Silver Screen: Beautiful Creatures *1/2
While Safe Haven exists to service the traditional-romance crowd, Beautiful Creatures aims to seduce younger ladies, who, as told by marketing lore, get hot and bothered for the supernatural. Boris Karloff must be cursing in his coffin-- born a century later and he’d be a tween idol.
The blatantly imitative Beautiful Creatures, a Twilight knockoff about love between a mortal and a member of a family of superpowered sorcerers, is far more likely to get you bothered than hot. Even in a world where Teen Paranormal Romance has its own shelf at Barnes and Noble, it feels dumbly commercial.
There’s something particularly annoying about terribly written films that buttress themselves with literary references. Within the first few minutes of Beautiful Creatures, the dopily charming romantic lead Ethan Wate (Alden Ehrenreich) establishes his disdain for small-town life and his greater ambition by reading Kurt Vonnegut and mooning over copies of books by Henry Miller and William S. Burroughs. Later he and his spooky soulmate Lena (Alice Englert) bond over a collection by Charles Bukowski, and she showcases her unique decoration technique featuring quotes from poets like William Blake and Alfred Lord Tennyson. The filmmakers seem to suggest that the characters, and by proxy the movie, is smart by dint of association with various great works of literature. These classic books are used as signifiers of intelligence without any of their intellect, insight, or influence being incorporated into the story itself.
Ethan is a restless former jock eager to escape the uncultured confines of his small southern town. At night he dreams of a shadowy, dark-haired girl he believes to be his soulmate, who turns up in his class one day. Lena is immediately labeled as an outcast by the high school’s upper class of prudish, bitchy Christians, led by Ethan’s ex- (Zoey Deutch), because of her family ties to the mysterious Ravenwood clan, who are rumored to be Satanists or witches.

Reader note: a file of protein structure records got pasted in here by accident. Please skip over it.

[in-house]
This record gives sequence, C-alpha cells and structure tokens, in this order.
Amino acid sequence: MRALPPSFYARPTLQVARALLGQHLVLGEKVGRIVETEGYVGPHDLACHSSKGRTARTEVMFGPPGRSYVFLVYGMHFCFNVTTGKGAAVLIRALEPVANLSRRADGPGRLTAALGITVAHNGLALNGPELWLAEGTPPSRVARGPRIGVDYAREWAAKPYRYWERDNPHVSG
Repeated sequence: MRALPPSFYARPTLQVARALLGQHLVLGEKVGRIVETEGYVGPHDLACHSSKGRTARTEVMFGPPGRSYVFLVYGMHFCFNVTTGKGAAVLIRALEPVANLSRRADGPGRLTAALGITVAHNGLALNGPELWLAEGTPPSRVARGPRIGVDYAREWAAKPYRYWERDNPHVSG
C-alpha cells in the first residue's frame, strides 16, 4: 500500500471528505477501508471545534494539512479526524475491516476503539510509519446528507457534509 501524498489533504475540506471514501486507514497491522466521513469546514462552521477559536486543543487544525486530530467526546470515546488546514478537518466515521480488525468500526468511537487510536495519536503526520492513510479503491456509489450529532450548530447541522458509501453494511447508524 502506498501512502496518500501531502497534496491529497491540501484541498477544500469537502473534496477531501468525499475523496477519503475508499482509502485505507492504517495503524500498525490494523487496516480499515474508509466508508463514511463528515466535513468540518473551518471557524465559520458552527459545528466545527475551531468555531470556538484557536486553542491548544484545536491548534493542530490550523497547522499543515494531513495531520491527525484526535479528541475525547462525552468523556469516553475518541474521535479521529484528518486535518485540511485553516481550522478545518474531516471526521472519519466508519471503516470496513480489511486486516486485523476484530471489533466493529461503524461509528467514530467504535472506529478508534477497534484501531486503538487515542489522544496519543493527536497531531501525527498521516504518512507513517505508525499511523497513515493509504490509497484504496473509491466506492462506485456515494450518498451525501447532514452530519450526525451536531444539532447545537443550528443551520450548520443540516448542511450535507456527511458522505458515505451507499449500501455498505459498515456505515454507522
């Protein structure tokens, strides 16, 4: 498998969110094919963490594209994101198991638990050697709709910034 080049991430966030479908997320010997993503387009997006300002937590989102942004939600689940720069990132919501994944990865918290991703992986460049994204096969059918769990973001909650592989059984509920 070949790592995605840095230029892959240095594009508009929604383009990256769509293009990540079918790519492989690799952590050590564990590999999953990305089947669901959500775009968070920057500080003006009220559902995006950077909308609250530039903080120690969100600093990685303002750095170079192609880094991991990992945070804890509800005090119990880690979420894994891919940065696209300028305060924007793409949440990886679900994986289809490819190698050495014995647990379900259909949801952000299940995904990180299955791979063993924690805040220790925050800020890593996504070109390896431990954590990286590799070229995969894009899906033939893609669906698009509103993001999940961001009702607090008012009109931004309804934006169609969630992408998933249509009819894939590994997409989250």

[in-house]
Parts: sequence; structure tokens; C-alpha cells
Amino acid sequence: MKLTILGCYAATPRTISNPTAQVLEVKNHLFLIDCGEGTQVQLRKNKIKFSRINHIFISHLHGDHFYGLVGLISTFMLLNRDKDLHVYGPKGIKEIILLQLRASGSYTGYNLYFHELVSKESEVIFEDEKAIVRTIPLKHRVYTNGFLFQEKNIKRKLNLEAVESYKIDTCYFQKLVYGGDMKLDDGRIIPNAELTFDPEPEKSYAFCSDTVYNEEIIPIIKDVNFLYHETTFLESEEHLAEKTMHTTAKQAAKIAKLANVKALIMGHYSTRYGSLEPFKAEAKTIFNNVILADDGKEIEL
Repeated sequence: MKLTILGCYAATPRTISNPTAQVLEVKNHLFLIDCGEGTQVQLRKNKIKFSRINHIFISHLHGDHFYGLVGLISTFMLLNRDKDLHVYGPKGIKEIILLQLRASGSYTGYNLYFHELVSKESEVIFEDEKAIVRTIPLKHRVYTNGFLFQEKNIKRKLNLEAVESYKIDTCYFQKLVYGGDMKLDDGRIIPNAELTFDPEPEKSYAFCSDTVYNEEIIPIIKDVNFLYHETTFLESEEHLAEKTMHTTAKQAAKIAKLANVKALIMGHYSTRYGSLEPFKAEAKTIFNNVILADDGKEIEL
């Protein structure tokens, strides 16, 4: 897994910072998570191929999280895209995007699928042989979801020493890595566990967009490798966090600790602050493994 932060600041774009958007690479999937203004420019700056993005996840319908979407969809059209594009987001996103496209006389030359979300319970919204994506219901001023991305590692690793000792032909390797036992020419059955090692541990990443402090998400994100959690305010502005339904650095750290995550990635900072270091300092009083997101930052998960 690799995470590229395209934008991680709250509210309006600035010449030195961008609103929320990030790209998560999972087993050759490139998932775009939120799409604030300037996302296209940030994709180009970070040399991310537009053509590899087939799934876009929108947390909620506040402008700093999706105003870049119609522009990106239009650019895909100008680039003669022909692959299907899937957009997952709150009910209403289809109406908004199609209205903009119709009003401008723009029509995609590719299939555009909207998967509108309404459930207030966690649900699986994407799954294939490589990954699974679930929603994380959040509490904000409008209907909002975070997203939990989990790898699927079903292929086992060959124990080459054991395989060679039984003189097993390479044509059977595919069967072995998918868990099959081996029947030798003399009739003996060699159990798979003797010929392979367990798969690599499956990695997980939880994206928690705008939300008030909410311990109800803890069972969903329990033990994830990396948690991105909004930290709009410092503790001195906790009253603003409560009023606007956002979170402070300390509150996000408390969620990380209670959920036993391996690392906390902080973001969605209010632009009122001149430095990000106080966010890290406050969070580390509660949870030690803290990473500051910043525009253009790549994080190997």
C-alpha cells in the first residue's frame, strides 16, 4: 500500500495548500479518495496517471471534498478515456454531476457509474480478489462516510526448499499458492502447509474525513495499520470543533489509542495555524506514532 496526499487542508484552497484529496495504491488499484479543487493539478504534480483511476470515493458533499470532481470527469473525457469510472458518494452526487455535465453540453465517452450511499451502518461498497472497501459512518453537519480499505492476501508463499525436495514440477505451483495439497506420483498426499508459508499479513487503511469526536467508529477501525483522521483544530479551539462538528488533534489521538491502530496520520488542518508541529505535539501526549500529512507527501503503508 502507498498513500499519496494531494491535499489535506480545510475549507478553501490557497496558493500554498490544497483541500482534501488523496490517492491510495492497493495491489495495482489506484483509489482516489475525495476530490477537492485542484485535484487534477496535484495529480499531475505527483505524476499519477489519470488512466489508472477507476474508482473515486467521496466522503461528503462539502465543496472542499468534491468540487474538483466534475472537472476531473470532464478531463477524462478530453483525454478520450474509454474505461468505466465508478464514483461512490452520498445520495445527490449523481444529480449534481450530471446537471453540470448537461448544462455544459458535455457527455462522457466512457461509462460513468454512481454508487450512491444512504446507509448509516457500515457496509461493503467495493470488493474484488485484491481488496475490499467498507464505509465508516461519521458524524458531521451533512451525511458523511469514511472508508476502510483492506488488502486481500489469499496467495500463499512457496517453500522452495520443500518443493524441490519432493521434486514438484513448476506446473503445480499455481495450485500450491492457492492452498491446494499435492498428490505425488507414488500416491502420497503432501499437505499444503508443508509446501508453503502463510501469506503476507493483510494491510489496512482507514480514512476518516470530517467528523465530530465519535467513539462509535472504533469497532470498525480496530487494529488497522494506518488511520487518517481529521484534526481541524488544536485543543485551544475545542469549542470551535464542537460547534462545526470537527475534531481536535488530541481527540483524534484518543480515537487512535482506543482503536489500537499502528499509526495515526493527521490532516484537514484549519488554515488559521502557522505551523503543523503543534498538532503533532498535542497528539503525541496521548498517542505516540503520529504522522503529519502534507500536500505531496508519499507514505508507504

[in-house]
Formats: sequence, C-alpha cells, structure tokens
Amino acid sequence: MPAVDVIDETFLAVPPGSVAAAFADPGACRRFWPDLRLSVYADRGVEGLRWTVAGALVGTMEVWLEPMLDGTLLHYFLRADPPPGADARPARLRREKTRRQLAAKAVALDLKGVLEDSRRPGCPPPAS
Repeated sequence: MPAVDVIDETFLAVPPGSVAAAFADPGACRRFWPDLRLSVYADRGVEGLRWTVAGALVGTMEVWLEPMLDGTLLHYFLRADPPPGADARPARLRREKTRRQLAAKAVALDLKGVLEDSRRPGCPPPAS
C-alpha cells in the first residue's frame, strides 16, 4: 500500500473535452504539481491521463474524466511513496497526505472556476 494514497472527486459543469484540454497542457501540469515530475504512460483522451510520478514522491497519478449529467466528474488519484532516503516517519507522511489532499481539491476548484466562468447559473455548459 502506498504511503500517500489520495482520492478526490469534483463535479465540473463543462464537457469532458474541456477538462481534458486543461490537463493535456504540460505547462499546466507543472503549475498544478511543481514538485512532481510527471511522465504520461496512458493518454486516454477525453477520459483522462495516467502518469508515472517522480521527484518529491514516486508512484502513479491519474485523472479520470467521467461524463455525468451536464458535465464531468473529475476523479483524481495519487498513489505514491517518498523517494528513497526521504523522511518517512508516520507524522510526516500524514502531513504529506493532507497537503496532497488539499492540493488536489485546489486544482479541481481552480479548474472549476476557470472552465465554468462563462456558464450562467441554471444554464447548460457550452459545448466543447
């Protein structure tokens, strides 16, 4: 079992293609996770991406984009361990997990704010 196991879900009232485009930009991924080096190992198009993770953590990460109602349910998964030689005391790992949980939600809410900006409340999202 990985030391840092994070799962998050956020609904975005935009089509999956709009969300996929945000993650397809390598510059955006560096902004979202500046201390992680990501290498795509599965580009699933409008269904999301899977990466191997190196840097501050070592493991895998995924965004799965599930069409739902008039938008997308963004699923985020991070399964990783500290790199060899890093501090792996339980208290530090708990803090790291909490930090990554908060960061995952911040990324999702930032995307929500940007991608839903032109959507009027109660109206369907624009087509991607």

Shows what those stupid girls know, because in reality... well, okay, Lena is a witch descended from a family of sorcerers, although they prefer to be called Casters, perhaps because some jargon provides the guise of novelty. Lena is staying with her spooky uncle Macon (Jeremy Irons) while she awaits her sixteenth birthday, when her powers will ascend and she will become either a white or a dark witch. Lena has no choice in whether she becomes good or evil, for no reason the voluminous exposition seems to explain.
Ethan is convinced they can find a way for Lena to choose her own fate, but not everyone in her family agrees. While the eerie but well-intentioned Macon hopes for the best, her wayward cousin (Emmy Rossum) shows up to hasten the transition toward the dark side, and her evil mother possesses the body of a shrill Christian evangelist (Emma Thompson).
Bad as it is, Beautiful Creatures is fleetingly entertaining, at least when it rushes at breakneck speed toward nowhere in particular. Its best moments are a hysterical mashup of mostly disparate genre tropes that include voodoo fortune telling, Confederate ghosts, and secret libraries of arcana. Irons and Thompson play their eccentric characters as broadly as possible, to great effect. But when the movie slows down-- and boy does it ever slow down-- the strained dialogue and flimsy, nonsensical plot become impossible to ignore. Though Thompson and Irons are the film’s most special effects, director Richard LaGravenese leans heavily on bland action scenes spiked with ugly computer-generated imagery.
Beautiful Creatures does one-up its shoddy progenitor in a few notable ways. Unlike Twilight, it at least espouses a more inspirational message than “be stupid and get knocked up by your high-school boyfriend as quickly as possible,” and though it’s steeped in gothic melodrama it’s not leaden and somber. That said, its one-dimensional portrayal of Christian zealous seems calculated and disingenuous, more a pose than a stance, and smacks of West Coast condescension. There might be a substantial chunk of a good movie buried in here somewhere, but maybe it’s best the whole thing stays buried.
Follow Bryan Miller on Twitter@bmillercomedy.